The RM C/4 was owned by a Ferrari enthusiast who also brought a 512 Boxer to the auction. The car was Fly Yellow, a very unusual color for a C/4, with black leather interior. Painting an elegant car a flashy color is seldom a good idea, and this car is the poster child for the point. A C/4 in black, silver, or even a light metallic blue looks good, and red or white are acceptable, but yellow is just. wrong. The black bumpers at each end blend perfectly on a black car but make a yellow one look like a bumble bee.

This 1972 365 GTC/4 Coupe was a European model that apparently had been in the States for a long while. The paint was decent but short of nice, the seats had been re-covered recently, but the rest of the interior showed age. The engine was described as recently rebuilt. A jack kit was present but the tool kit and books were AWOL. It would be a nice driver as it sat but would require a big check to make it any nicer.

Bidding stalled at $67,500 and the car left the stage unsold, with the visibly disappointed seller shocked by the result. The next day buyer, seller, and auction house struck a deal at $74,500, including commission. The result was certainly below expectations, as C/4s have sold during the recent boom for as much as $160,000. The sale price was also $10k under SCM's low price in the Price Guide. The price reflected ambivalence about the car, rather than a market trend. Good mechanics are important, but looks sell.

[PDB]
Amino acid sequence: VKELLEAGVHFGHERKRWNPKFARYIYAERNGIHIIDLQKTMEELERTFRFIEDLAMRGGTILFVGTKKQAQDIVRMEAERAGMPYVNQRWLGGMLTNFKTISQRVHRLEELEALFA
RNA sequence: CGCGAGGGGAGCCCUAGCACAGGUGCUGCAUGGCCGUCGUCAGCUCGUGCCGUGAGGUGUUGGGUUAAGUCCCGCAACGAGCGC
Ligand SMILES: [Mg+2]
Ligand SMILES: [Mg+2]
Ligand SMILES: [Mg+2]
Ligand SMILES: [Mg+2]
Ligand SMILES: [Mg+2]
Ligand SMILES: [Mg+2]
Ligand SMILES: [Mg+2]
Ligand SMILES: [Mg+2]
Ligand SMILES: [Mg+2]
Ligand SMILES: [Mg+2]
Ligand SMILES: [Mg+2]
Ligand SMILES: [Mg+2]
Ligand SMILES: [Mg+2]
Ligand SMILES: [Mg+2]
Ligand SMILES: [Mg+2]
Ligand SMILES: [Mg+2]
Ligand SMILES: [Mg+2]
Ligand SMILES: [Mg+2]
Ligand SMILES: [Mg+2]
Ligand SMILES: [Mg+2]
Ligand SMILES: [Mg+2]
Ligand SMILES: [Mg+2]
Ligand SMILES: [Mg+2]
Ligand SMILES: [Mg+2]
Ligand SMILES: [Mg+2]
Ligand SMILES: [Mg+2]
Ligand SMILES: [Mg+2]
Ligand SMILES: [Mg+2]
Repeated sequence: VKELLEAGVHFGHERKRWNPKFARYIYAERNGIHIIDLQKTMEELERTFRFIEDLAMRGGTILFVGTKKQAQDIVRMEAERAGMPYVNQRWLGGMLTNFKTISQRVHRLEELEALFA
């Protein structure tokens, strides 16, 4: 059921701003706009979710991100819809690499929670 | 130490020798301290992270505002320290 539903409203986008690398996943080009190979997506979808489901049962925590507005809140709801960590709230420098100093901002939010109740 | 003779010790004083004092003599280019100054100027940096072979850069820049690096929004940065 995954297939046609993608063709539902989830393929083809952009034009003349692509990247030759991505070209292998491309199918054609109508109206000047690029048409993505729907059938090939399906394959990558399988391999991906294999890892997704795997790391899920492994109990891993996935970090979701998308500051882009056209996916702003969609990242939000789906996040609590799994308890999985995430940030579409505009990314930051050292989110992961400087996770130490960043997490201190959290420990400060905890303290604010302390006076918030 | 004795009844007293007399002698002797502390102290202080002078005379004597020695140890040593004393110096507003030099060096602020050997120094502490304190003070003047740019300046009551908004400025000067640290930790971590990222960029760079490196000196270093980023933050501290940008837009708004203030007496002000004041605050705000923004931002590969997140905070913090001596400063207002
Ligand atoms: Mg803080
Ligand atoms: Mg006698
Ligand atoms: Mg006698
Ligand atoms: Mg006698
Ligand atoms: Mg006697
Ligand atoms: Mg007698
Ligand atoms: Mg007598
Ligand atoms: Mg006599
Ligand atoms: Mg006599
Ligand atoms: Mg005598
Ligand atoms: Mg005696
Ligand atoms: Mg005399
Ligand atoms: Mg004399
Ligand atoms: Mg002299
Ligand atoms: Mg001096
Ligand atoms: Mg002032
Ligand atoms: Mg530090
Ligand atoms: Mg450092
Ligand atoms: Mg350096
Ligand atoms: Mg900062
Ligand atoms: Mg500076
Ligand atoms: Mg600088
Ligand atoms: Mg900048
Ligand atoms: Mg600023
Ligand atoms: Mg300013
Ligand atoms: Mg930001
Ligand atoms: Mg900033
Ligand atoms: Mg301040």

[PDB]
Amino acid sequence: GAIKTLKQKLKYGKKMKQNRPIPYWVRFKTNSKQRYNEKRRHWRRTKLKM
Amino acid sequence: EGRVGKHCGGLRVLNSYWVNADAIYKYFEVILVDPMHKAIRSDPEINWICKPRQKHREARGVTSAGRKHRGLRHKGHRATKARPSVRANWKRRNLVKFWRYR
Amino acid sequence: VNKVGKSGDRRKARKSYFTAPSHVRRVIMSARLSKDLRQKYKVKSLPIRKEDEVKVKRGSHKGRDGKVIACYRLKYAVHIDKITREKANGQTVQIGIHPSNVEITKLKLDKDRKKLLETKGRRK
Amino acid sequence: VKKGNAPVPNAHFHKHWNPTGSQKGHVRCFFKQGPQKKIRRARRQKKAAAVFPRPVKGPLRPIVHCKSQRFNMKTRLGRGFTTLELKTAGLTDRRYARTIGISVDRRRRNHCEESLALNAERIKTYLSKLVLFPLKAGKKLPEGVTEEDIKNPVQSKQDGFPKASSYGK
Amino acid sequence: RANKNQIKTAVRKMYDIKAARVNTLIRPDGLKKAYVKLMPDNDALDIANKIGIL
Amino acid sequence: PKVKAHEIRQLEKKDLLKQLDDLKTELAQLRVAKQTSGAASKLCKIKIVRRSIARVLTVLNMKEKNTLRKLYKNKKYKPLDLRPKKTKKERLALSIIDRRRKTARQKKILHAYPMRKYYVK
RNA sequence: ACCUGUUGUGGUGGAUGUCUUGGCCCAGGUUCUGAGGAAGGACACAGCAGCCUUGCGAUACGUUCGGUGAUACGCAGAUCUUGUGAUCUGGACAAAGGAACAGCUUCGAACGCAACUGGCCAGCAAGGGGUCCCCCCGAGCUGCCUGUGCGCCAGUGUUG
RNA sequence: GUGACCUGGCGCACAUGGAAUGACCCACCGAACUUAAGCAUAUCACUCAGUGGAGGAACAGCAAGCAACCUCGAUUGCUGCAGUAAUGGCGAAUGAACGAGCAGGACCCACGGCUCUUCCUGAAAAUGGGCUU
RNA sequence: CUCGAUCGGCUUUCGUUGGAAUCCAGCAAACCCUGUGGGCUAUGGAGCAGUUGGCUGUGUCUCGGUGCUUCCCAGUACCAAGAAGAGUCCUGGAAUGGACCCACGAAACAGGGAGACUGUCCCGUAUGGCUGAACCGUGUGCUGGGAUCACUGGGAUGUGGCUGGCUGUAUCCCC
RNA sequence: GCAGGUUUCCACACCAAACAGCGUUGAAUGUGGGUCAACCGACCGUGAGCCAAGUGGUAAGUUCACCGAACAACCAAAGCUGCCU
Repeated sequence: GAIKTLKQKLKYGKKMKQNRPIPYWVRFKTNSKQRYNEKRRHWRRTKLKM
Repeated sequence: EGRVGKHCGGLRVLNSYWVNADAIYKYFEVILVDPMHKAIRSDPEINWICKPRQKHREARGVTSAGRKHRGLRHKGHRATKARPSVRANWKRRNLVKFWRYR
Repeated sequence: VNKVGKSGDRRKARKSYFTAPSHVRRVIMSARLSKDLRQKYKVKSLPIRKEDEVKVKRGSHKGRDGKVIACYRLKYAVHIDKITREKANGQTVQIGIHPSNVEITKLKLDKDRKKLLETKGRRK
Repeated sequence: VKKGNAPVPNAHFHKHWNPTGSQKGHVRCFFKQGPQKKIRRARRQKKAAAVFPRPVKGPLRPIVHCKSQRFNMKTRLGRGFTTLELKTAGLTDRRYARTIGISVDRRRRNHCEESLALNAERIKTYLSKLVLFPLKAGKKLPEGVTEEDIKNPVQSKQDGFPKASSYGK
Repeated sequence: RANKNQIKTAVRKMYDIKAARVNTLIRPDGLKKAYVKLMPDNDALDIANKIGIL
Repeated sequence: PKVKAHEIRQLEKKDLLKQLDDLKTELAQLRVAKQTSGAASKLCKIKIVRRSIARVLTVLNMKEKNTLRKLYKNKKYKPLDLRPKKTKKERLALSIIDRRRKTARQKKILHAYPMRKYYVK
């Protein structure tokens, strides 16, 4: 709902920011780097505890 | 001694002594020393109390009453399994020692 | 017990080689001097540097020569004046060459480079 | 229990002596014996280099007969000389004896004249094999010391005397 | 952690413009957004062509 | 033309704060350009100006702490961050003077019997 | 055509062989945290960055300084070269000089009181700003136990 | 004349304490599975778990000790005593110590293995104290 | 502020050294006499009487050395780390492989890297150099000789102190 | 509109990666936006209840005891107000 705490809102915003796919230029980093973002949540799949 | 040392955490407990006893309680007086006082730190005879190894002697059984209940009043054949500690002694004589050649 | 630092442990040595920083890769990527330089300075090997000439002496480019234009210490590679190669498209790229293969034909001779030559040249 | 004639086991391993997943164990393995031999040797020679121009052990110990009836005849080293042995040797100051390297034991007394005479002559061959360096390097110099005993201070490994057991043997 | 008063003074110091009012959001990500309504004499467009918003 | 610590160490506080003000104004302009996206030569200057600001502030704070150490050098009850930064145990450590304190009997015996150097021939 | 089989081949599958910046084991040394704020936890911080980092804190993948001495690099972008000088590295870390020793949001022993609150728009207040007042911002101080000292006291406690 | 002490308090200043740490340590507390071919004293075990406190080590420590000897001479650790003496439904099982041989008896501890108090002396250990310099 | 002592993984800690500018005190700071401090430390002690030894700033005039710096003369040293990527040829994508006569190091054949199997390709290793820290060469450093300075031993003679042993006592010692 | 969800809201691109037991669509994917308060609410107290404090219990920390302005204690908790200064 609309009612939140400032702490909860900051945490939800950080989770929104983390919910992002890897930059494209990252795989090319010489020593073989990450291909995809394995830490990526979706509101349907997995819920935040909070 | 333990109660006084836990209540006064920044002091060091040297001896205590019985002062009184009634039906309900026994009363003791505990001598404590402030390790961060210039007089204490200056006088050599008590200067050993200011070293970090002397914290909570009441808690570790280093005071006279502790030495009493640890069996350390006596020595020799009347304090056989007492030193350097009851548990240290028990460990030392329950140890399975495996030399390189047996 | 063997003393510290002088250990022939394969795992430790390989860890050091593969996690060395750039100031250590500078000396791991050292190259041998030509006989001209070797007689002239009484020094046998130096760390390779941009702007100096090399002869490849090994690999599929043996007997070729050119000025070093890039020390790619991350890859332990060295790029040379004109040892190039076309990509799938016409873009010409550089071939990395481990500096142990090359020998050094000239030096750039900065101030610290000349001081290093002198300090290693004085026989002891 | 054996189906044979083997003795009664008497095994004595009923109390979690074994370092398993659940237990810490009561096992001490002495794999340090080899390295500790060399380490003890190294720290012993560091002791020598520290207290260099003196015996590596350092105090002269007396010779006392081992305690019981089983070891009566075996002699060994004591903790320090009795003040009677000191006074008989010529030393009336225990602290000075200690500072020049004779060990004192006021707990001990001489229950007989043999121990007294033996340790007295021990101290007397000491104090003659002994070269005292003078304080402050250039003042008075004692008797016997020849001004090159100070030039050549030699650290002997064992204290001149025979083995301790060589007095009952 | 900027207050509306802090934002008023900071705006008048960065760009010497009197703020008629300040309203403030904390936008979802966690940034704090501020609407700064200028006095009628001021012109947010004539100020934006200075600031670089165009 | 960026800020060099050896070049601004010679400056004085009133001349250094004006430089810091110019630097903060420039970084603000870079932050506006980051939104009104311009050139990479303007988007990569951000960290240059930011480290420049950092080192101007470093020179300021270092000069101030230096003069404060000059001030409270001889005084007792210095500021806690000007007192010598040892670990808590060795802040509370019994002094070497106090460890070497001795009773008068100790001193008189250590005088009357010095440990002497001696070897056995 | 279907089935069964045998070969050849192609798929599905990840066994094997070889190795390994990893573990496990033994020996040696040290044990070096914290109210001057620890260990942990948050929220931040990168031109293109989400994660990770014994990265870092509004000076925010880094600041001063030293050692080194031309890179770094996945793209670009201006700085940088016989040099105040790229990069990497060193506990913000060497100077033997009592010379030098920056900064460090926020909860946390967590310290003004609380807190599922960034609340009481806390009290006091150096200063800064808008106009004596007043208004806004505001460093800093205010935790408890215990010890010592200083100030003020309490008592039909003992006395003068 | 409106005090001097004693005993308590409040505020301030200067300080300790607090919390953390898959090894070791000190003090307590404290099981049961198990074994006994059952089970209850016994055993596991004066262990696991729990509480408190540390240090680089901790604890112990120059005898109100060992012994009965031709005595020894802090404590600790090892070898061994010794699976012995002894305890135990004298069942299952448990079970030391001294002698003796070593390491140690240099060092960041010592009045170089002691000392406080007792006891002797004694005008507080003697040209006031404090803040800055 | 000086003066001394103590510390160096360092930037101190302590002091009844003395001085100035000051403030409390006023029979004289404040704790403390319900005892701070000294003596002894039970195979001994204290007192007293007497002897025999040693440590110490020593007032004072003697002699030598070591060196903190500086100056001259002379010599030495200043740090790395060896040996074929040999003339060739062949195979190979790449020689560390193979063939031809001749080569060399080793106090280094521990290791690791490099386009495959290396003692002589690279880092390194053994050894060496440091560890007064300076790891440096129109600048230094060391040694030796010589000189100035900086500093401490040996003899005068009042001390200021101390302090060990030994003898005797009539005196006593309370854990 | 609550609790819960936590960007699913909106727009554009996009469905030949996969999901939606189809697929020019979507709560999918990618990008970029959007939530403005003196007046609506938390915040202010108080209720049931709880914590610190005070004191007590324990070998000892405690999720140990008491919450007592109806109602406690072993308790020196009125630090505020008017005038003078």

The yellow paint was too good to redo, but it's a color that doesn't flatter the taste of the owner. It would be a tough sell to most end users and poison to a dealer. I suspect the buyer decided he couldn't get hurt at the price and the seller decided to cut his losses. An engine rebuild would have been $30k or so and the seats another $4k. The owner may have come to like the color, but he had to recognize its limited appeal.

Compared to the recent restoration expense, selling the car short of the market was not terribly significant. It wasn't a good sale for the seller, but it wasn't a great deal for the buyer, either. The redeeming factor was the buyer got a lot of car for the money. If he's one of the few who likes the color over the long run, he won't get hurt.{/analysis}